Former Hokie Williams Is Sued

"The truth will come out," said current Atlanta Falcon Jimmy Williams, show here in Virginia Tech's 2005 Sugar Bowl loss to Auburn. (By Bill Haber -- Associated Press)
By Adam Kilgore
Washington Post Staff Writer
Friday, November 17, 2006

Former Virginia Tech cornerback Jimmy Williams accepted more than $50,000 worth of merchandise, services and cash while at Virginia Tech from the account of Carl La Mondue, a Norfolk lawyer, according to a lawsuit filed by La Mondue earlier this month. La Mondue is suing Williams and his father, James Williams Sr., because he claims the Williamses failed to repay him.

La Mondue is suing for $55,019 plus interest for a series of purchases and withdrawals he claims were made by Williams, now with the Atlanta Falcons, or his father.

The suit, which was first reported in yesterday's editions of the Virginian-Pilot, lists a series of transfers and withdrawals made from La Mondue's account by the Williamses for clothes, cash, a tattoo and several other items from Nov. 24, 2004, to Nov. 13, 2005. According to the timetable in the suit, Williams was finishing his junior season when he started receiving money and finishing his senior season when he stopped receiving money.

Phone messages left for Williams and his agent, Ethan Locke, were not returned. A secretary from La Mondue's law office said he was out of town on a trial and unable to be reached.

Williams told the Daily Press of Newport News, Va. yesterday he did not receive any of the payments La Mondue's suit alleges and that La Mondue had been threatening litigation for some time.

"He's got no records," Williams told the paper. ". . . So, what are we talking about right here? He has no records. All he has is what he's saying. It's ludicrous, man.

"I'm not worried about it. I'm good. The truth will come out."

If Williams did accept money, it could result in an NCAA rules violation for Virginia Tech. The severity of the violation would depend on who knew about Williams receiving the funds. If anyone in the Virginia Tech football program knew about money exchanging hands, it could be a serious violation, Virginia Tech director of compliance Tim Parker said. If not, the NCAA would treat the case in the same manner it did Reggie Bush's alleged transgressions while at Southern California -- the school would receive only a secondary violation and would incur little harm.

"If money exchanged hands while he was at Tech, and if no one knew about, and it was not reasonable that anyone should have known about it, generally the institution is pretty much blameless," Parker said. "If someone at our school knew about, that makes the situation different."

Virginia Tech Director of Athletics Jim Weaver said he knew little about the case, and the school is launching an investigation and cooperating with the NCAA.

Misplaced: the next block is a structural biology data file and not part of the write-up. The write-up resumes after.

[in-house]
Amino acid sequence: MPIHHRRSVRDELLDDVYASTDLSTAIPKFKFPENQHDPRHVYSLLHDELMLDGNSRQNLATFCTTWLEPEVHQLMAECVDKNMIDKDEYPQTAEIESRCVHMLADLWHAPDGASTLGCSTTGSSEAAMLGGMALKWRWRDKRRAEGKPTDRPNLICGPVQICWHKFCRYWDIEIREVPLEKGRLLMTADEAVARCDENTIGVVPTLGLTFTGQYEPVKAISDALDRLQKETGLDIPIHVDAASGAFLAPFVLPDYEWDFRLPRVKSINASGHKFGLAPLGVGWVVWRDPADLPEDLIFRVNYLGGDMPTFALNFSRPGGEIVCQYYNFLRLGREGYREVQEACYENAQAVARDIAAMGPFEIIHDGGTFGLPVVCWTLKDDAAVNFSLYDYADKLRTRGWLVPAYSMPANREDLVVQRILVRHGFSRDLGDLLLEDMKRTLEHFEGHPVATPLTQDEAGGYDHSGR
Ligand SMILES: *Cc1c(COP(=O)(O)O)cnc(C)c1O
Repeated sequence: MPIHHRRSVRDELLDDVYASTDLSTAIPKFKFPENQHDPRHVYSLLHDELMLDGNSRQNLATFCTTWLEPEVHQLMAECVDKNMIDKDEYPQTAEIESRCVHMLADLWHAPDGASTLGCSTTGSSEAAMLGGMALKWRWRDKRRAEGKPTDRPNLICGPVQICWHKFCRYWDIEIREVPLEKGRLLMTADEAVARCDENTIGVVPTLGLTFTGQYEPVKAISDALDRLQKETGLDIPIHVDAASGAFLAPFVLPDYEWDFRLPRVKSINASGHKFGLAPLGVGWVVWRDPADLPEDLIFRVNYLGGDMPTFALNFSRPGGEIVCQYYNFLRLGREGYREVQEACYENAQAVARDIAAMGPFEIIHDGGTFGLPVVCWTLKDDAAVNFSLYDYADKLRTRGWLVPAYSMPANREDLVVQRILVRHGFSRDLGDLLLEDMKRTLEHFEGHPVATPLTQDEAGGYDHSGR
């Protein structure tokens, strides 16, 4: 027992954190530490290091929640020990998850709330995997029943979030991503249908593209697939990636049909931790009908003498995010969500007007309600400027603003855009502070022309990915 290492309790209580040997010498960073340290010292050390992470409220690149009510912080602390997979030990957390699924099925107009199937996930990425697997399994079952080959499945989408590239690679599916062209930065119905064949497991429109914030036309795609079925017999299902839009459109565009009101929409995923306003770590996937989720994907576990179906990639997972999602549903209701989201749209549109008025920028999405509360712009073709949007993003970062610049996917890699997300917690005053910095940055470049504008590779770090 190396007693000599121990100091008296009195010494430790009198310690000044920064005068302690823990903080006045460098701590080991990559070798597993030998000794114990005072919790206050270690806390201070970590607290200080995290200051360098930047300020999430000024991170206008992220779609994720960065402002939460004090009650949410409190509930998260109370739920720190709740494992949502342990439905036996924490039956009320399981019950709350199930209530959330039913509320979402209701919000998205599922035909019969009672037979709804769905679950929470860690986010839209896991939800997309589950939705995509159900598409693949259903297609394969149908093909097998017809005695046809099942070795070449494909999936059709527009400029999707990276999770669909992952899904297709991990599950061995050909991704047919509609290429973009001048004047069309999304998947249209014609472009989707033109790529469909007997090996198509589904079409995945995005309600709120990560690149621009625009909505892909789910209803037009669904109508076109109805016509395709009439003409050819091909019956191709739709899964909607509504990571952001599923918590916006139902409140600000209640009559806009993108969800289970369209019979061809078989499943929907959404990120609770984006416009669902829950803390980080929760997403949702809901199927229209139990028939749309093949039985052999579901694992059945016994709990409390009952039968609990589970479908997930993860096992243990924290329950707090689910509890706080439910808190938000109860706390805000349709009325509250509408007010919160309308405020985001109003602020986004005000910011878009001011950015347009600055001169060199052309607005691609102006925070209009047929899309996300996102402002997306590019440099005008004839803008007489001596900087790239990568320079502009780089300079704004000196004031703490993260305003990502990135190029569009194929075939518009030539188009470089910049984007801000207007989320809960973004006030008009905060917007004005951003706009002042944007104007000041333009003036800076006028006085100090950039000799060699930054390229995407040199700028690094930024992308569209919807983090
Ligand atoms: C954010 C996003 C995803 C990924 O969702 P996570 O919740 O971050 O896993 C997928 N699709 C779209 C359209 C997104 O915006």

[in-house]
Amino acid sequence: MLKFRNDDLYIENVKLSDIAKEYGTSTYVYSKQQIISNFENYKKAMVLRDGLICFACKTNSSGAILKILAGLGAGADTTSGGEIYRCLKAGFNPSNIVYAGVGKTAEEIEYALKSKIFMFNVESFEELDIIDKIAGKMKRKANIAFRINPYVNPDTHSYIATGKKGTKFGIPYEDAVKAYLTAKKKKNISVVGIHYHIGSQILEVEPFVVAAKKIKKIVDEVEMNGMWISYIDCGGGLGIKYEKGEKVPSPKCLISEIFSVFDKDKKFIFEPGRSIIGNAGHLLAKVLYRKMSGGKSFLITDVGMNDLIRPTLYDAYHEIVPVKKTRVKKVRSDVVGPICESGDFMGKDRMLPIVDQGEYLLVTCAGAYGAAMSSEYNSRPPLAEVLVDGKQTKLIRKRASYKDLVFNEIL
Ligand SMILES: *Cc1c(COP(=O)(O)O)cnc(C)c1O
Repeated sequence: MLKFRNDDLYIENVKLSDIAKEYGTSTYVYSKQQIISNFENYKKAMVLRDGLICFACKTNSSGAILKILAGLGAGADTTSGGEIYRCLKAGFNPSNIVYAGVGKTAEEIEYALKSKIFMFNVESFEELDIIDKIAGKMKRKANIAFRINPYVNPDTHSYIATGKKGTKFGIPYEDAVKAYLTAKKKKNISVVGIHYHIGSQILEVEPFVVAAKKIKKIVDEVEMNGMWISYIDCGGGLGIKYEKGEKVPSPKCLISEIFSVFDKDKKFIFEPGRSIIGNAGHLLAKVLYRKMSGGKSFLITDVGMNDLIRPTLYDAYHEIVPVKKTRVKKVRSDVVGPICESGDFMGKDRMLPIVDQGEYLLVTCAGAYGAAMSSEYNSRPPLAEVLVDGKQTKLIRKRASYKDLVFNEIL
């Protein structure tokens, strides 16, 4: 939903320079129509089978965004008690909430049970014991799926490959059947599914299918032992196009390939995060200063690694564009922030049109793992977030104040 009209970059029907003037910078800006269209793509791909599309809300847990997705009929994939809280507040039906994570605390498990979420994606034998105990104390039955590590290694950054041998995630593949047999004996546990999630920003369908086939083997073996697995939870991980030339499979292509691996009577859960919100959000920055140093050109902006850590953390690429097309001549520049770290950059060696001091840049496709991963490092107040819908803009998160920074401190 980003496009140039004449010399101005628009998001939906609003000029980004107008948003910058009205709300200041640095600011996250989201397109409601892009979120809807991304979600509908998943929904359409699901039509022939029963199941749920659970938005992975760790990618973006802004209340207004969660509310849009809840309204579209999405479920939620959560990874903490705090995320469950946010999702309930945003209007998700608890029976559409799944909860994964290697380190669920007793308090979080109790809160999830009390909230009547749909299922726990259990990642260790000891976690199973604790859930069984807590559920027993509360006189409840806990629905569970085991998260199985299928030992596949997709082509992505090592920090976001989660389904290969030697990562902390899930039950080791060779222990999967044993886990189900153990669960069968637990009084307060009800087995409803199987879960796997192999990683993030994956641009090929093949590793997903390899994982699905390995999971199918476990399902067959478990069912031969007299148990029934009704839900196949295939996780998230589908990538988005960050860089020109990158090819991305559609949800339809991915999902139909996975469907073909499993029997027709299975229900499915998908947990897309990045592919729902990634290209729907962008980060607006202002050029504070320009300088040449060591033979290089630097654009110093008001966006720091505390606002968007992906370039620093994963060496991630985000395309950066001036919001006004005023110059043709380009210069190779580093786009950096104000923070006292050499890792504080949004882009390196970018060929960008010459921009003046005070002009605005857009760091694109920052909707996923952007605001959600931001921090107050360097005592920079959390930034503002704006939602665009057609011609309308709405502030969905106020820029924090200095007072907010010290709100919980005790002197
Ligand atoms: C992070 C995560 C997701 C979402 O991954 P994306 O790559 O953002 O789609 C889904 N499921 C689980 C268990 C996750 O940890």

"To my knowledge, at this juncture, no one knew," Weaver said. "But it's too early in the investigation.

"We know very little about this. We're trying to learn as much as we can as quickly as we can. We're working cooperatively with the NCAA. I don't know anything else."

La Mondue appears to have no connection to Virginia Tech, meaning he would not be considered a "booster" by the NCAA. La Mondue graduated from Purdue University, according to his Web site, and earned a law degree from Regent University School of Law. The Web site also lists La Mondue as a former U.S. Naval Officer and assistant commonwealth's attorney.

La Mondue lists sports and entertainment law as one of his specializations on his Web site and writes, "an interesting trend in sports law is the increasing use of lawyers rather than agents to negotiate athletic contracts. The La Mondue Law Firm is ready to assist entertainers and athletes negotiate and prepare contracts for rights and services, resolve disputes, orchestrate mergers and acquisitions, and counsel clients about the customs and practices of the entertainment industries."

On the same day he filed his suit against Virginia Tech's Williams, La Mondue filed another suit against former Memphis basketball player Shawne Williams (no relation), claiming similar payments that were not reimbursed. Those charges were dismissed Wednesday. Shawne Williams is currently a rookie with the Indiana Pacers.

Virginia Tech officials were uniform in their position that no one within the athletic department or football program knew about Williams receiving any money.

"That's between Jimmy Williams and [the] lawyer," director of football operations John Bellein said. "It's news to everybody around here."

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